Prolific output is my weakness, and writers who can crank out poems, pages, chapters, books are my inspiration. They mirror my hunger for more of anything literary, they represent the labor hunched over the desk — backaches, neck pain, the late night struggle of kicking sleep off the face. But, oh what sweet pleasure.

Besides Kwame Dawes, I’d add Benjamin Alire Sáenz, Juan Felipe Herrera and Gary Soto, Chicano writers who also move through multiple genres, breaking apart the narrow and constraining shelves that were supposed to keep them in neat, manageable boxes — reined back, if you will.

Indeed, these writers must scoff at reports of “writer’s block” and at the notion that something besides sitting down to write has greater priority. Okay, so I’m projecting, but you catch my drift. In order to be this productive, they must be that dedicated.

Even with my own meager output (he winks, trying to be cute), I’m frequently asked if I ever sleep, or if I ever intend to slow down. The short answer is no. I can find no reason to. I am 40 years old, but look 30 (he giggles, nervously) and this is my greatest enjoyment — this one-on-one exchange with the computer whose blank page darkening is my only evidence something interesting is going on.

I feel a sense of responsibility to put ideas out in the world that many before me could not, either because they didn’t have the opportunity or privilege of space and time, or because their lives were cut short.

I’ve also had to learn to accept that some writers, who have all of these things (space, time, life), tread a different path and will produce very little. Though I spit on the notion that what little they produce is undoubtedly pitch-perfect or extraordinarily polished — as if those writers who pour it out are always sloppy and rushed. On the plane of creativity, writers inhabit every configuration: slow and sadly lacking, quick and uneven, among them. Process, progress, revision and craft are individual, experiential.

Where does one place a marathon writing fiend like Joyce Carol Oates? It’s a very subjective scale. (Though I find that her most vocal critics don’t read her work, they just react to the growing number of books.) Mad respect, JCO. Keep trucking, girl!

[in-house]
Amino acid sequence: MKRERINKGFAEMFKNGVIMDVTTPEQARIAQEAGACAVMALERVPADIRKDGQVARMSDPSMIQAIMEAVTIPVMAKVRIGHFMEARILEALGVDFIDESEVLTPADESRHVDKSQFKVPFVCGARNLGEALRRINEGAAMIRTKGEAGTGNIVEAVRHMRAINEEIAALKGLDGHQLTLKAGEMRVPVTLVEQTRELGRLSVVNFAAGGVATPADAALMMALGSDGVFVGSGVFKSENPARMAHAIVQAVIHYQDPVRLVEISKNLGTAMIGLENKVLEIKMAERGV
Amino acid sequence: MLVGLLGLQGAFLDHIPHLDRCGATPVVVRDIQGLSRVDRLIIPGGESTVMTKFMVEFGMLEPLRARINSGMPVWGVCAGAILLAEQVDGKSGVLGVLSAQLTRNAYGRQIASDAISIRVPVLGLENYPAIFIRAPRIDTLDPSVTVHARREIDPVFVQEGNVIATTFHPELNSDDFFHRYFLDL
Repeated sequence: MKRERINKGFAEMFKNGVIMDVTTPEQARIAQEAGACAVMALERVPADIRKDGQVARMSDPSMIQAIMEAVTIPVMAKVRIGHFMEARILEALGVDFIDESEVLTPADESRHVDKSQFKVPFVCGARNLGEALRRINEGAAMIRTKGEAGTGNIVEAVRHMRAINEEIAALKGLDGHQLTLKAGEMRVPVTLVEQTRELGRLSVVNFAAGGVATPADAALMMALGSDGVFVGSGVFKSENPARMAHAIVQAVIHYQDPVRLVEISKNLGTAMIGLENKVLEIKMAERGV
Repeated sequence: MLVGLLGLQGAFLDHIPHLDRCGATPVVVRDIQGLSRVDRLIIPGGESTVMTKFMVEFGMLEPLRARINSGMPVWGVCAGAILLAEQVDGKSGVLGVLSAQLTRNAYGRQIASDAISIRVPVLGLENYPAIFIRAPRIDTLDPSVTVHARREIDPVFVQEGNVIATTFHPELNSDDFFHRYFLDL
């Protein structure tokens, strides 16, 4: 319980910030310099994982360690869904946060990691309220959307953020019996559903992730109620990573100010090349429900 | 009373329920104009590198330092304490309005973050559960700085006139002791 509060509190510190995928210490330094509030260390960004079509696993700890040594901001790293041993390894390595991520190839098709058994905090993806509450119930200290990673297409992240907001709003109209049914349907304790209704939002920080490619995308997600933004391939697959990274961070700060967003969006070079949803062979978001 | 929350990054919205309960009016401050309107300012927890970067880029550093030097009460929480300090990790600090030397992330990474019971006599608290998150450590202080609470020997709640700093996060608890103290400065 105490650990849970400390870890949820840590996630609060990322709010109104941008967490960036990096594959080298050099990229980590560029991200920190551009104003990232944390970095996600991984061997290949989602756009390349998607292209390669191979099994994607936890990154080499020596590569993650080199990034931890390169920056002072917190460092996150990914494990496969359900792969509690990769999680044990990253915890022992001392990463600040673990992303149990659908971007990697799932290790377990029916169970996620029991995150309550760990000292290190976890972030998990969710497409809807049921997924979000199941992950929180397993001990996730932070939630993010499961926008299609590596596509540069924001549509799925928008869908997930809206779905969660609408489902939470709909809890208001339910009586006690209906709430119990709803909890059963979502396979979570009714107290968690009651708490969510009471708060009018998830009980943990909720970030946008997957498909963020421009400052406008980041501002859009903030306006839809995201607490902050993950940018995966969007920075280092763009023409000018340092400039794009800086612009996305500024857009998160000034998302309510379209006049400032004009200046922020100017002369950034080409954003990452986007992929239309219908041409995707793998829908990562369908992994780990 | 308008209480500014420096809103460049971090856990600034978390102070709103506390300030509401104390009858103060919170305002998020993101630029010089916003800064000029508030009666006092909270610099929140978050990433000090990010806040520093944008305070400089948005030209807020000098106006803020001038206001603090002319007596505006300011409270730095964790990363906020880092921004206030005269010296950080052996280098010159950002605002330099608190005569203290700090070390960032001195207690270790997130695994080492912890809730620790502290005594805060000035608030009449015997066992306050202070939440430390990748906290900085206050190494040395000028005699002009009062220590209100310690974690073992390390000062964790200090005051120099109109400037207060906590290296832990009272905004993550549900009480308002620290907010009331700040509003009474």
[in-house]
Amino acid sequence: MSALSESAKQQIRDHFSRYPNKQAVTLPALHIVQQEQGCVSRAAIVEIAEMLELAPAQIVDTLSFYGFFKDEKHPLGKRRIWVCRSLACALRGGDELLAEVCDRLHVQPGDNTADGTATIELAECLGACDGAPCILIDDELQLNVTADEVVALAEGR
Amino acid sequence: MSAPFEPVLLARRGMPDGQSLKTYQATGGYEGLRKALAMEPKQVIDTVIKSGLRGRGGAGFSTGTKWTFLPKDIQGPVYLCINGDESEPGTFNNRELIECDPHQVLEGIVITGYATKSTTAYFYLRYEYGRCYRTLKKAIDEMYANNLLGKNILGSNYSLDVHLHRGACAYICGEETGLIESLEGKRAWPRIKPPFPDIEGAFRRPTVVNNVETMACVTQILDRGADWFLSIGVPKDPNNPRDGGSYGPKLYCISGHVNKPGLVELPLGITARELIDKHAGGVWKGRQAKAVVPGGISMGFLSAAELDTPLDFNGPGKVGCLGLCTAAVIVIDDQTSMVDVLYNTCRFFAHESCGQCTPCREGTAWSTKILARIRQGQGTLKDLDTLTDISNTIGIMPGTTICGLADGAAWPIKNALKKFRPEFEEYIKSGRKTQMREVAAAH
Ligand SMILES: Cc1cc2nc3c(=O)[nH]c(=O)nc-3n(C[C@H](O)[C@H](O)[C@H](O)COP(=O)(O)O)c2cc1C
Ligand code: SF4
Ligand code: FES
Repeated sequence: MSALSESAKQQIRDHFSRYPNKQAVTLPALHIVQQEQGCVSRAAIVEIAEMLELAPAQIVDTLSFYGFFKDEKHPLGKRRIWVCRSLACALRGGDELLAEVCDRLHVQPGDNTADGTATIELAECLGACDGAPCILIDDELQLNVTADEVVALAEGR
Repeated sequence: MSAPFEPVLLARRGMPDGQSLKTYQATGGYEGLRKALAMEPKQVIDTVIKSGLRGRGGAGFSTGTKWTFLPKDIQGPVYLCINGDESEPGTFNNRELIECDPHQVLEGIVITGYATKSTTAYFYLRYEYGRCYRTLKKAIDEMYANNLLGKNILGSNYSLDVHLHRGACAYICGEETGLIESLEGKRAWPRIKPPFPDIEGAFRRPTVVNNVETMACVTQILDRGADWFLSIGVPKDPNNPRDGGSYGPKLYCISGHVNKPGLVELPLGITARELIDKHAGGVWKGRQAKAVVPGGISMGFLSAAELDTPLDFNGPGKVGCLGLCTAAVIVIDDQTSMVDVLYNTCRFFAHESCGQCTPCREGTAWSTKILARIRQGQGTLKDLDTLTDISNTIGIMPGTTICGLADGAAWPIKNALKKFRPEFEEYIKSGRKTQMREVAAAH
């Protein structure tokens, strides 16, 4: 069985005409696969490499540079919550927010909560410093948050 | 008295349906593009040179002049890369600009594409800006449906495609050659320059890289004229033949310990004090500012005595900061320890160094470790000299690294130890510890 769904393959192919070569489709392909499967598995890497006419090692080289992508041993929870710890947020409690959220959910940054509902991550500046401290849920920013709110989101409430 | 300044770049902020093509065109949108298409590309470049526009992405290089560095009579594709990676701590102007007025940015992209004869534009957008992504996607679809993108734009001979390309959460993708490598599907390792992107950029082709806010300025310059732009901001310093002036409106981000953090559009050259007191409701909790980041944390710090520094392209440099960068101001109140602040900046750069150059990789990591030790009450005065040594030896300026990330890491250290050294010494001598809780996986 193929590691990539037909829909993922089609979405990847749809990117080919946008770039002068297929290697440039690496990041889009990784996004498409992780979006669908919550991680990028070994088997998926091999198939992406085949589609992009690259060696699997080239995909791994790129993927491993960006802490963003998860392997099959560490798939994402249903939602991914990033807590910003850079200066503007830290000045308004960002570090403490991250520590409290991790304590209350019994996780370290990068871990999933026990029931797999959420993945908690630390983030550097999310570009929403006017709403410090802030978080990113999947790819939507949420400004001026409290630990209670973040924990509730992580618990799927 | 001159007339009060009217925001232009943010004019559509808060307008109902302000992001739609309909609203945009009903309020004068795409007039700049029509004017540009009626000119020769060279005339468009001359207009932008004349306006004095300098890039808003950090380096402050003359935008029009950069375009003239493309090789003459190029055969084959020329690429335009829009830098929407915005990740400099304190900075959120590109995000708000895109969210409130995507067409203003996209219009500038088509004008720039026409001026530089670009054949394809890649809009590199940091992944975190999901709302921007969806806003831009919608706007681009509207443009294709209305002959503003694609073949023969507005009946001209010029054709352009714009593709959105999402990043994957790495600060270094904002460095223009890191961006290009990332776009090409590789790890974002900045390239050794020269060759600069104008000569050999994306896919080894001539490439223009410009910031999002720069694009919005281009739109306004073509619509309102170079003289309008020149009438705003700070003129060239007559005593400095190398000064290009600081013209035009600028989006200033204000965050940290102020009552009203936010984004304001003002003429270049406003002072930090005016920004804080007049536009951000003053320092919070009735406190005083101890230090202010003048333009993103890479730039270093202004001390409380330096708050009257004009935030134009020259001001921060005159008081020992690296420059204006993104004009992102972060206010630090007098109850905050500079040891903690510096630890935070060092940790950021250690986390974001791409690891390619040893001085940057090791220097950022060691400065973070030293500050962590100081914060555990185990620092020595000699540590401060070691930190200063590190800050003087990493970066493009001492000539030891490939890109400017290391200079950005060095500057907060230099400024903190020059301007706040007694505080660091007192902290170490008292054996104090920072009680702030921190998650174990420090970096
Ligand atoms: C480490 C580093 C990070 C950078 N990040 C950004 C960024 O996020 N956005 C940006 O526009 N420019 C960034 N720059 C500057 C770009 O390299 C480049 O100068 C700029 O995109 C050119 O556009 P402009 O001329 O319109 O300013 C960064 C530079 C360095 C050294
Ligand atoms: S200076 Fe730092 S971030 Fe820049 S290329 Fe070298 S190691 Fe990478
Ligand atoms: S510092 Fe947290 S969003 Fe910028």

Lately, since I’m less ambulatory, I’ve learned to reach for the keyboard as a substitute for walking, traveling, intellectual stimulus. I tried the Proust method of writing on the bed, but nothing compares to the way my body responds to the desk — my familiar dancing partner.

I can’t blame my condition for this burst of productivity, however, since I can trace my craving for isolation to my college years, when I preferred to stay in my apartment during Spring Break and other school holidays instead of going to the beach or going home. I’d ensconce myself for days, barely eating, constantly writing and rewriting. I’d leave messages on the answering machine like “I’m out of town for the next two weeks” until my friends caught on, and then when I really was out of town I’d arrive to a series of “I know you’re there, pick up the phone” messages.

Or maybe the origin of my recluse ways goes back to the years of my childhood: the crowded apartment with 19 people, the fight for the television, the couch, the one chair at the table that didn’t wobble, but never a battle for the small cluster of books that stared out with disinterest into the theater of our living room. How I loved the silencing of the chaos when I kissed the page.

I have a one-year sabbatical coming up — 16 months of freedom from administrative duties and academic responsibilities. (Lihn Dihn isn’t on Harriet this time around to berate me for being an academic poet. To all the haters I say: F. U., I’ve got health issues; I need the insurance.)

Sometimes it hits me that in a matter of weeks I can do whatever the hell I want with my time, and I almost start to weep with gratitude. I can see it now: me and my BFF, my writing desk, my magic carpet, my time machine, my porthole to anywhere. Me in a Hawaiian shirt and house slippers, with a fresh bottle of wood polish on one hand. Just you and me, baby, my brown and my beautiful.

Remember that awesome Linda Pastan poem “Ethics:" “If there were a fire in a museum / which would you rather save, a Rembrandt painting / or an old woman who hadn’t many / years left anyhow?” I look around my tiny studio, its walls crowded with art, its floors balancing stacks of books, and it’s a no-brainer: I’d give my desk a fighting chance. I’d push it out the window and let it do what it does best, fly.

I’ve slept on that desk, I’ve cried on it, I’ve shared my simple joys and complicated grievances with it, my reliable and faithful partner of so many years, I’ve made a promise to it that it would never suffer neglect.

So any chance I get I press myself against it, and love it the way it should be loved, oh my Kwame, my Gary, my Juan Felipe and my Benjamin, there are desks in the world growing cold and numb, and too many writers whose apathy and vanity let these majestic creatures starve.

Here, my pet, lick these words off my hands.

Originally Published: April 17th, 2011

Rigoberto González was born in Bakersfield, California and raised in Michoacán, Mexico. He is the author of several poetry books, including So Often the Pitcher Goes to Water until It Breaks (1999), a National Poetry Series selection; Other Fugitives and Other Strangers (2006); Black Blossoms (2011); and Unpeopled Eden (2013), winner of a Lambda Literary Award. He...